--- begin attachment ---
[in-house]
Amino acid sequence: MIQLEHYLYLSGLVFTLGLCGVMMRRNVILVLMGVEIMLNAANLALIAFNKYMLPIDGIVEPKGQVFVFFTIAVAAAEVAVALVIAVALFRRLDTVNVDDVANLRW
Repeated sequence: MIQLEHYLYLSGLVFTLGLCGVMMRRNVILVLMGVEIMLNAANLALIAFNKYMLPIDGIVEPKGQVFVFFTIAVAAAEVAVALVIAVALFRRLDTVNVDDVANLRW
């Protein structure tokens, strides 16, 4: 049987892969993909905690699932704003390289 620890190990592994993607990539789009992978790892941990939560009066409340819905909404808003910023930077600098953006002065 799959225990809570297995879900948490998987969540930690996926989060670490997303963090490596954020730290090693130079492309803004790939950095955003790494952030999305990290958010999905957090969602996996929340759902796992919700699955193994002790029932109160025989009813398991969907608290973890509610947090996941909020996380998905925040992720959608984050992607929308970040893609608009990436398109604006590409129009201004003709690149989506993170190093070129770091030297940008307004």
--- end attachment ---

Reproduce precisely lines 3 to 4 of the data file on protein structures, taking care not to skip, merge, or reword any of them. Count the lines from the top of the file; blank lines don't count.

Repeated sequence: MIQLEHYLYLSGLVFTLGLCGVMMRRNVILVLMGVEIMLNAANLALIAFNKYMLPIDGIVEPKGQVFVFFTIAVAAAEVAVALVIAVALFRRLDTVNVDDVANLRW
């Protein structure tokens, strides 16, 4: 049987892969993909905690699932704003390289 620890190990592994993607990539789009992978790892941990939560009066409340819905909404808003910023930077600098953006002065 799959225990809570297995879900948490998987969540930690996926989060670490997303963090490596954020730290090693130079492309803004790939950095955003790494952030999305990290958010999905957090969602996996929340759902796992919700699955193994002790029932109160025989009813398991969907608290973890509610947090996941909020996380998905925040992720959608984050992607929308970040893609608009990436398109604006590409129009201004003709690149989506993170190093070129770091030297940008307004």